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Surgeon General nominee plans to tackle mistrust in science along with taming the pandemic

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President Biden's pick for Surgeon General, former Surgeon General Vivek Murthy is awaiting a confirmation vote. He has his eye on improving public trust in science as a key White House adviser on COVID-19. Dr. Tara Narula spoke with Murthy before his hearing.

Video Transcript

- My talk of the table is President Biden's nominee for Surgeon General, who would be the first person to hold the job twice. Dr. Vivek Murthy's experience didn't protect him from critics during his Senate confirmation hearing last week.

RICHARD BURR: Will you be able to effectively communicate the safety and efficacy of vaccines to those Americans who may not agree with your policy or your political views?

DR VIVEK MURTHY: I approach issues like vaccines and all public health issues, first and foremost, as a doctor. I was taught--

- Murthy has also been questioned about potential conflicts of interest from his consulting work related to the pandemic. In that Senate hearing, Murthy was pressed over his political views and his support for stricter gun control.

MIKE BRAUN: Do you think guns present a public health emergency?

DR VIVEK MURTHY: I think that gun violence, like any other form of violence, is a concern to me as a doctor. But I'll tell you that my focus, Senator, is not on this issue. It is, and if I'm confirmed, it will be on COVID and on mental health and substance use disorders.

- You know, well-being was a big point of his. Senior medical correspondent Dr. Tara Narula spoke exclusively with Murthy before that hearing. Tara, good morning to you.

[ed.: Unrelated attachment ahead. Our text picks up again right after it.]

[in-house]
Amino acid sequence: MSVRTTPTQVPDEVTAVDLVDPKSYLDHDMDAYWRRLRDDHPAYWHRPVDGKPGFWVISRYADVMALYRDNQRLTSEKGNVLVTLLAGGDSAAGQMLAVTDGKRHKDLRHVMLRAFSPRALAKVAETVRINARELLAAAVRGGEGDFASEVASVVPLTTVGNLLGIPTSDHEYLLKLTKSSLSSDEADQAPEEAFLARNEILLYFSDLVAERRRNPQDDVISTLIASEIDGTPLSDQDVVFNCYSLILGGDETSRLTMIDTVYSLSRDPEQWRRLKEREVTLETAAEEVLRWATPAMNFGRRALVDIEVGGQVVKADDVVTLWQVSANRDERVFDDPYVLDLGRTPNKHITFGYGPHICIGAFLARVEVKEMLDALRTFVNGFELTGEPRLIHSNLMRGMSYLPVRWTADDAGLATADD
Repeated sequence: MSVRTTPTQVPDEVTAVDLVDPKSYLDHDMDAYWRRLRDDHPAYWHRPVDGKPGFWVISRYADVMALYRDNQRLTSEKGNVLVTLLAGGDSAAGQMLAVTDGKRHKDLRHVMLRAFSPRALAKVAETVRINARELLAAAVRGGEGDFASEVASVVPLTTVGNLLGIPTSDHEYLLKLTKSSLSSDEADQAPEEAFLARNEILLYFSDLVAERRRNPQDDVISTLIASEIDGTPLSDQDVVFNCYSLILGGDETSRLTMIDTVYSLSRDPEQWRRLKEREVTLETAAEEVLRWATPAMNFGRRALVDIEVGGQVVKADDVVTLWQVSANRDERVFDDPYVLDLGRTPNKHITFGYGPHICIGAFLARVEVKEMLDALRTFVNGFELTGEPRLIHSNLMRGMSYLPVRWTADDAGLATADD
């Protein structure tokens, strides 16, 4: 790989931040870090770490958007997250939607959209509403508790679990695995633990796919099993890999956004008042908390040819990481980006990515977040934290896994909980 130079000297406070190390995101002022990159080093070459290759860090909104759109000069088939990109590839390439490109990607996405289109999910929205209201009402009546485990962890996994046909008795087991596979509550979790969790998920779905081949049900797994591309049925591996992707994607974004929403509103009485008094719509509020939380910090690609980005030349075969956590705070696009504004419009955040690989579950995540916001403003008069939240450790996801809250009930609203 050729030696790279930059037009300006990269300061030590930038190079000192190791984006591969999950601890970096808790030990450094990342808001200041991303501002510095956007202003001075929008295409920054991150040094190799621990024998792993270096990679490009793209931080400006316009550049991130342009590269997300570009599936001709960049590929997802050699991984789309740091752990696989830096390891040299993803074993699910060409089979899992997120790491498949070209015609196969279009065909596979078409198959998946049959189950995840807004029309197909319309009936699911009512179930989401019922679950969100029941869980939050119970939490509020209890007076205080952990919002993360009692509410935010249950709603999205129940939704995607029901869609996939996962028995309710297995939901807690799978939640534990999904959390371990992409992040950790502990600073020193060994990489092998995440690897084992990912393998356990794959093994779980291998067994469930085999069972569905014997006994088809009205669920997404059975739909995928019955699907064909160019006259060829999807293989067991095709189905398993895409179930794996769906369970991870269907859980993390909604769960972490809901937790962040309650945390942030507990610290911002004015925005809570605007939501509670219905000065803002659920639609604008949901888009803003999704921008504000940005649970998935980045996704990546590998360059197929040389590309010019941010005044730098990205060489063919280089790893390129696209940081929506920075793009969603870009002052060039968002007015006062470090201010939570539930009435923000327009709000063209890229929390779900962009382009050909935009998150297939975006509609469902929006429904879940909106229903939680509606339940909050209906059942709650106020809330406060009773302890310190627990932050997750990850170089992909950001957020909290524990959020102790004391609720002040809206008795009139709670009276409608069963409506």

DR TARA NARULA: Good morning, Tony. If confirmed, Murthy says he would focus on the growing mental health impacts of COVID-19. The number of Americans reporting symptoms of anxiety or depression has quadrupled during the pandemic to 4 in 10 adults. And President Biden has asked Murthy to take on an additional mission to restore the public's trust in science and medicine.

PRESIDENT BIDEN: One of the reasons doc I asked you to do this, when you speak, people listen. I mean that sincerely. It's a really, really important thing to be communicated now.

DR TARA NARULA: Dr. Vivek Murthy knows gaining Americans trust will be more challenging this time around.

DR VIVEK MURTHY: One of the things that concerns me the most is how public trust has been so depleted. During this past year, people have become more cynical, more concerned, more suspicious about whether the people who are supposed to look out for them are actually looking out for them.

DR TARA NARULA: Where have we gone wrong in the past?

DR VIVEK MURTHY: You always will have challenges during pandemic responses. When people think you're hiding things from them, that doesn't go well. But I think who delivers a message matters, too. We need to have experts and scientists in front of the cameras, going directly to communities, speaking directly to them, as opposed to having their knowledge or their points of view filtered through the lens of politics.

DR TARA NARULA: Are you prepared to disagree with President Biden, if necessary?

DR VIVEK MURTHY: He always says, challenge me, tell me the truth, even if I don't like it.

DR TARA NARULA: Why should Americans trust you to do this job for us?

DR VIVEK MURTHY: So I think my job is to, number one, to be open, honest with people, to bring them the right information, to show up, first of all, and to listen.

DR TARA NARULA: It's a lesson Murthy learned from his parents. After they emigrated from India, his father practiced family medicine in Florida. His mother managed the clinic.

DR VIVEK MURTHY: What they taught me was that one of the most powerful tools that we have for healing is our ability to show up, to be fully present, to listen to what someone has to say.

DR TARA NARULA: To stay connected during the pandemic, Murthy and his wife moved their family in with his parents.

- On the ladder.

DR TARA NARULA: Back in Miami, where boyhood feelings of isolation had a profound impact.